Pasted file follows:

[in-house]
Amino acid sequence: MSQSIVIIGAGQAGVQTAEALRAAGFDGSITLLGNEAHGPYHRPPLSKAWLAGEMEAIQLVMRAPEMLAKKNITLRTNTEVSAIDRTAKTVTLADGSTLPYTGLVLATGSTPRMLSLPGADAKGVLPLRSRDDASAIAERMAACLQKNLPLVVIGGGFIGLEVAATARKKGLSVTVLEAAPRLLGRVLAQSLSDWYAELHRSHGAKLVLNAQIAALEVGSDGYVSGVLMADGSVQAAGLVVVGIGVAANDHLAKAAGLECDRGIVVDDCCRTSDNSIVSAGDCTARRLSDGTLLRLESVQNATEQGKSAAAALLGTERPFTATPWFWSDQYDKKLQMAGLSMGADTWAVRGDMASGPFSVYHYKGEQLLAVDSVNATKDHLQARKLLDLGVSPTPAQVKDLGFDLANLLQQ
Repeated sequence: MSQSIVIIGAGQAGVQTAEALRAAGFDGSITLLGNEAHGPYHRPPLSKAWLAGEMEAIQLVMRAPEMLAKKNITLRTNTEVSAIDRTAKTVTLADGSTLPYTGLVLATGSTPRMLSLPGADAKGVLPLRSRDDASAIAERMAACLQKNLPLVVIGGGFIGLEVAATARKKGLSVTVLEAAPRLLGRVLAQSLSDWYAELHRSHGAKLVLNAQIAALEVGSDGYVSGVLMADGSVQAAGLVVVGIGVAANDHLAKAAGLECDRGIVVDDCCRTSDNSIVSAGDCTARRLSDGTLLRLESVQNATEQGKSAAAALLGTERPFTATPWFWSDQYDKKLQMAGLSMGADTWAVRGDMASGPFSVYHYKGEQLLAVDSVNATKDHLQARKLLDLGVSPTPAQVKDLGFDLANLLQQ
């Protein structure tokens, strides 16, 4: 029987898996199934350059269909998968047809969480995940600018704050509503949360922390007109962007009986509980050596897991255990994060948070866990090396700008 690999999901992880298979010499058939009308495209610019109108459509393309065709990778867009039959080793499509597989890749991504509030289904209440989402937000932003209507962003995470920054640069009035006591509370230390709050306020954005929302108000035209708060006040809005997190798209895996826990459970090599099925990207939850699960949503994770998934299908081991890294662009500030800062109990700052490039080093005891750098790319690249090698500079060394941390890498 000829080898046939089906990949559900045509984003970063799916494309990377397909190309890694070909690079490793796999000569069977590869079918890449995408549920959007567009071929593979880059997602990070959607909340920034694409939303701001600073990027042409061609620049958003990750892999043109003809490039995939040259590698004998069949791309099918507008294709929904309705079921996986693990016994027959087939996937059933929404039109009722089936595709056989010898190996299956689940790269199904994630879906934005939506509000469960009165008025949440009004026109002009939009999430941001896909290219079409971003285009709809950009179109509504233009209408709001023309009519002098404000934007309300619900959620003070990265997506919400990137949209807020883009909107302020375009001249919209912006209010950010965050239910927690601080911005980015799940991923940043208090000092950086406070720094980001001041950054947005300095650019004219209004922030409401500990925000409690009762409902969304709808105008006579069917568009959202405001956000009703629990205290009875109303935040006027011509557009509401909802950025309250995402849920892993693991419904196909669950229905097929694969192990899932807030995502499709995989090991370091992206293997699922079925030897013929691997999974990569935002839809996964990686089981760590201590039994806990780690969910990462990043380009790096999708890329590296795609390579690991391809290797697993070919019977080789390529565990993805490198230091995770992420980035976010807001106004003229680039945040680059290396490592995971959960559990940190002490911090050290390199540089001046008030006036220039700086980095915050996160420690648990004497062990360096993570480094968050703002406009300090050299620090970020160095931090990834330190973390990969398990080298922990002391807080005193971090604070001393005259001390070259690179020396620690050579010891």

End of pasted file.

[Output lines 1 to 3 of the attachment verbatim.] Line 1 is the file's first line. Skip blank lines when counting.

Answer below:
[in-house]
Amino acid sequence: MSQSIVIIGAGQAGVQTAEALRAAGFDGSITLLGNEAHGPYHRPPLSKAWLAGEMEAIQLVMRAPEMLAKKNITLRTNTEVSAIDRTAKTVTLADGSTLPYTGLVLATGSTPRMLSLPGADAKGVLPLRSRDDASAIAERMAACLQKNLPLVVIGGGFIGLEVAATARKKGLSVTVLEAAPRLLGRVLAQSLSDWYAELHRSHGAKLVLNAQIAALEVGSDGYVSGVLMADGSVQAAGLVVVGIGVAANDHLAKAAGLECDRGIVVDDCCRTSDNSIVSAGDCTARRLSDGTLLRLESVQNATEQGKSAAAALLGTERPFTATPWFWSDQYDKKLQMAGLSMGADTWAVRGDMASGPFSVYHYKGEQLLAVDSVNATKDHLQARKLLDLGVSPTPAQVKDLGFDLANLLQQ
Repeated sequence: MSQSIVIIGAGQAGVQTAEALRAAGFDGSITLLGNEAHGPYHRPPLSKAWLAGEMEAIQLVMRAPEMLAKKNITLRTNTEVSAIDRTAKTVTLADGSTLPYTGLVLATGSTPRMLSLPGADAKGVLPLRSRDDASAIAERMAACLQKNLPLVVIGGGFIGLEVAATARKKGLSVTVLEAAPRLLGRVLAQSLSDWYAELHRSHGAKLVLNAQIAALEVGSDGYVSGVLMADGSVQAAGLVVVGIGVAANDHLAKAAGLECDRGIVVDDCCRTSDNSIVSAGDCTARRLSDGTLLRLESVQNATEQGKSAAAALLGTERPFTATPWFWSDQYDKKLQMAGLSMGADTWAVRGDMASGPFSVYHYKGEQLLAVDSVNATKDHLQARKLLDLGVSPTPAQVKDLGFDLANLLQQ